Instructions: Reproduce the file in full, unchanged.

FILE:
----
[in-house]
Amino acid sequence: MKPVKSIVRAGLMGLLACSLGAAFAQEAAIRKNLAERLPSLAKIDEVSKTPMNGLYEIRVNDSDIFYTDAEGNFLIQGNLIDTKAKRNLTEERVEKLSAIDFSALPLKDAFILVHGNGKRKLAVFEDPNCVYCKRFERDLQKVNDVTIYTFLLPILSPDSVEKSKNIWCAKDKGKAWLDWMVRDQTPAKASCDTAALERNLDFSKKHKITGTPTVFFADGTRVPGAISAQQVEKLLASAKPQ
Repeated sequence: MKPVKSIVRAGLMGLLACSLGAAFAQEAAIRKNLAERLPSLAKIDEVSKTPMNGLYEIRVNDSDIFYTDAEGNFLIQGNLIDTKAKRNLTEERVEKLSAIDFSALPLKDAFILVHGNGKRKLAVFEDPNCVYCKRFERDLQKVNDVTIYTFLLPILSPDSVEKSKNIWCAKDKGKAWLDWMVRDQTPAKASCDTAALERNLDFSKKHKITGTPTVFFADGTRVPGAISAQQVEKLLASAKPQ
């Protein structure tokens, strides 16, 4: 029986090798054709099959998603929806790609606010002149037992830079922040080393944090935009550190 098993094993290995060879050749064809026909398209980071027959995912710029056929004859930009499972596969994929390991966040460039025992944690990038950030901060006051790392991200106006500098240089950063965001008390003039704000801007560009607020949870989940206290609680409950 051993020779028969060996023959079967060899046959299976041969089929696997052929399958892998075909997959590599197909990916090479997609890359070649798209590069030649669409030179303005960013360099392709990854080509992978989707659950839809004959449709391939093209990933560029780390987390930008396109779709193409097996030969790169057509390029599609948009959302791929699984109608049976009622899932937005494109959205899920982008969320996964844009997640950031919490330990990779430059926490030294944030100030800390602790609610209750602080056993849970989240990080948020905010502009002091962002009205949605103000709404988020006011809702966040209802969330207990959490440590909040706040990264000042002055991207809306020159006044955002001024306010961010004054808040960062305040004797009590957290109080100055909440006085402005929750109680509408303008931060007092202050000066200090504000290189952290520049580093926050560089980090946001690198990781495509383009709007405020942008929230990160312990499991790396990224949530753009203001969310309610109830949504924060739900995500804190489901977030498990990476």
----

[in-house]
Amino acid sequence: MKPVKSIVRAGLMGLLACSLGAAFAQEAAIRKNLAERLPSLAKIDEVSKTPMNGLYEIRVNDSDIFYTDAEGNFLIQGNLIDTKAKRNLTEERVEKLSAIDFSALPLKDAFILVHGNGKRKLAVFEDPNCVYCKRFERDLQKVNDVTIYTFLLPILSPDSVEKSKNIWCAKDKGKAWLDWMVRDQTPAKASCDTAALERNLDFSKKHKITGTPTVFFADGTRVPGAISAQQVEKLLASAKPQ
Repeated sequence: MKPVKSIVRAGLMGLLACSLGAAFAQEAAIRKNLAERLPSLAKIDEVSKTPMNGLYEIRVNDSDIFYTDAEGNFLIQGNLIDTKAKRNLTEERVEKLSAIDFSALPLKDAFILVHGNGKRKLAVFEDPNCVYCKRFERDLQKVNDVTIYTFLLPILSPDSVEKSKNIWCAKDKGKAWLDWMVRDQTPAKASCDTAALERNLDFSKKHKITGTPTVFFADGTRVPGAISAQQVEKLLASAKPQ
């Protein structure tokens, strides 16, 4: 029986090798054709099959998603929806790609606010002149037992830079922040080393944090935009550190 098993094993290995060879050749064809026909398209980071027959995912710029056929004859930009499972596969994929390991966040460039025992944690990038950030901060006051790392991200106006500098240089950063965001008390003039704000801007560009607020949870989940206290609680409950 051993020779028969060996023959079967060899046959299976041969089929696997052929399958892998075909997959590599197909990916090479997609890359070649798209590069030649669409030179303005960013360099392709990854080509992978989707659950839809004959449709391939093209990933560029780390987390930008396109779709193409097996030969790169057509390029599609948009959302791929699984109608049976009622899932937005494109959205899920982008969320996964844009997640950031919490330990990779430059926490030294944030100030800390602790609610209750602080056993849970989240990080948020905010502009002091962002009205949605103000709404988020006011809702966040209802969330207990959490440590909040706040990264000042002055991207809306020159006044955002001024306010961010004054808040960062305040004797009590957290109080100055909440006085402005929750109680509408303008931060007092202050000066200090504000290189952290520049580093926050560089980090946001690198990781495509383009709007405020942008929230990160312990499991790396990224949530753009203001969310309610109830949504924060739900995500804190489901977030498990990476």